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  • Sharon Beck March 19, 2017 @ 7:02 pm Reply

    Where did you get the awesome blue couch?

    • Liz Bowie Liz Bowie March 20, 2017 @ 9:31 am Reply

      Hi, Sharon,
      The couch is Motive Powered Lounge Seating. If you’re looking for additional colors, please contact a sales specialist at 1.800.747.7561. Thanks for your interest!

  • Ashley March 19, 2017 @ 7:34 pm Reply

    Where is the blue couch from?

    • Liz Bowie Liz Bowie March 20, 2017 @ 9:33 am Reply

      Hi, Ashley,
      It’s a popular piece of furniture! The couch is Motive Powered Lounge Seating. If you’re looking for additional colors, please contact a sales specialist at 1.800.747.7561. Thanks for your interest!

  • M. Tyson April 14, 2017 @ 9:17 pm Reply

    I love the idea of flexible seating. I’ve seen multiple posts about flexible seating with younger grades. I completely agree that students are going to be more likely to learn/want to learn if they’re comfortable in the room, both physically, emotionally, and mentally. Personally, I’d like to get rid of all the individual desks in my room and at least get tables. I’m wondering if you have any suggestions for utilizing flexible seating at the secondary level? More importantly, if a student misbehaves to the point where they are no longer allowed to use the seating, and there are no “regular” desks left in your room, what do you do?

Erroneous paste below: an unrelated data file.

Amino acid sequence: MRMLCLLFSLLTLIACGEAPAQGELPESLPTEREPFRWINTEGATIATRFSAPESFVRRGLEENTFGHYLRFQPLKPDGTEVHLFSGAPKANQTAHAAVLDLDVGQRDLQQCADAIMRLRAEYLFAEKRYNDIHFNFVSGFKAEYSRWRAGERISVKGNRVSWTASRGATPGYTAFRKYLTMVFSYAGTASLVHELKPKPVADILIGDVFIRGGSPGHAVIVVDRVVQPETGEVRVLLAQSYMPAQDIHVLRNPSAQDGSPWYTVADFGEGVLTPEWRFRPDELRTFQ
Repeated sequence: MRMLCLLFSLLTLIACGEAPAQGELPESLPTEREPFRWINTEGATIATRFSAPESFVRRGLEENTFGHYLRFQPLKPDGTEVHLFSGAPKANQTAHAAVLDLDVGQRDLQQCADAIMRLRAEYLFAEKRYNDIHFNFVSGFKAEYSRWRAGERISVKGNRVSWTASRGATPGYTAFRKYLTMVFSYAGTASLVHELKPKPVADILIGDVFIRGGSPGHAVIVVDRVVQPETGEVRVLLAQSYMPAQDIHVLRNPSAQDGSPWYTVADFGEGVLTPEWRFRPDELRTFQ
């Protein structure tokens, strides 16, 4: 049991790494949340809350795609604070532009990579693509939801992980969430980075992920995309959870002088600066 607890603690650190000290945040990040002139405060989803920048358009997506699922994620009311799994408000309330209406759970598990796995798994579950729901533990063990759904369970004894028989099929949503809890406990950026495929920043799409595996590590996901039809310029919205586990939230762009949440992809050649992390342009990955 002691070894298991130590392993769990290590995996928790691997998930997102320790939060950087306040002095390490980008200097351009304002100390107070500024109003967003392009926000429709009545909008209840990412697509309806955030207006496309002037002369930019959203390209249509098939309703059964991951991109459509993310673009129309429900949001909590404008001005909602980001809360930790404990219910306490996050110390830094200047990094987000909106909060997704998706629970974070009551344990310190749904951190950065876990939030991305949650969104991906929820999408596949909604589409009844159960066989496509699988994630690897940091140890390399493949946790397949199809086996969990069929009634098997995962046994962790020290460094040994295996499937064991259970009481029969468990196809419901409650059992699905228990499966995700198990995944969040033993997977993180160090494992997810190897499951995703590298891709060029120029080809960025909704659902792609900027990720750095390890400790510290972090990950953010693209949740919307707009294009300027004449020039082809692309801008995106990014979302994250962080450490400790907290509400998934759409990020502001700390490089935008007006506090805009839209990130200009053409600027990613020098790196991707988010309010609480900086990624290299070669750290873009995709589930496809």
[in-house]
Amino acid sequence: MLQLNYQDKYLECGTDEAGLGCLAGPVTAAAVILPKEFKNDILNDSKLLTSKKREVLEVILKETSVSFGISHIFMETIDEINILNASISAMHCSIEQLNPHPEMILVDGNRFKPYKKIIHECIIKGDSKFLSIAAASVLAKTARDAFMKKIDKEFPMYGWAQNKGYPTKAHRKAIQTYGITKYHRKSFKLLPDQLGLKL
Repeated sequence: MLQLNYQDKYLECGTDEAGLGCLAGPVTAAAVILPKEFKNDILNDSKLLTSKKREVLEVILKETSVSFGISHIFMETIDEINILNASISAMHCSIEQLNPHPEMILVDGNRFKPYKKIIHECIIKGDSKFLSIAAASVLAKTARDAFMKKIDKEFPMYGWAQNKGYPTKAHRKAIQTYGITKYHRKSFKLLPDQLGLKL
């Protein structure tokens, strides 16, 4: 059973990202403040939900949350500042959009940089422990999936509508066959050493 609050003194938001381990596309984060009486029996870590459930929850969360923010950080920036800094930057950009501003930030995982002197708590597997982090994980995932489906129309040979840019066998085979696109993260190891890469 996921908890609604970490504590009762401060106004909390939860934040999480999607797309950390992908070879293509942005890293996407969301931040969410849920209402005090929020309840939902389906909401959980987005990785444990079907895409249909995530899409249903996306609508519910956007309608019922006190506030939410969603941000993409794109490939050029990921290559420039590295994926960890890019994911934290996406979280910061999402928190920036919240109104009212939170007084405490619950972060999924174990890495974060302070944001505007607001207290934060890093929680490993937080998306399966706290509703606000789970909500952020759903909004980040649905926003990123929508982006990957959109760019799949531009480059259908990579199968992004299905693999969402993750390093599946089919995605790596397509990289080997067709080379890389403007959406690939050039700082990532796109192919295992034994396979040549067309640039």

• Liz Bowie Liz Bowie April 18, 2017 @ 12:26 pm Reply

      Thanks for writing – what great questions! I’ve passed them along to our author, Kelly Almer, and here is the advice she had for you:

      M.  Tyson,
      You have a great question! I am glad you like the concept of flexible seating. It does work and has so many advantages.
      To answer your question: “What to do with a student who misbehaves to the point where they are no longer allowed to use the seating, and if there are no regular desks left in the room, what do you do?” I can suggest this option:

      A.) Have the student sit nearest to you, on the floor or a cushion, or get 1 student desk. You can use this as not only for those times when a student needs to be by himself/herself but also for when a student wants a “do not disturb” place in the classroom. I have had times where a student needs to be away from others, for both positive and negative reasons. Always ensuring they are comfortable in the designated spot tends to make the separate spot easier to digest. When this spot is being used by someone else as a quiet space and you need it for another student, simply let the one currently there find another comfortable space while you let the other student sit there for a while. I remind the student I am having him sit there so I can assist him in being the most successful he can be while I focus on the academics nearer to me, so that he can be successful and feel good. It is hard to argue with this logic!

      Secondary flexible seating suggestions: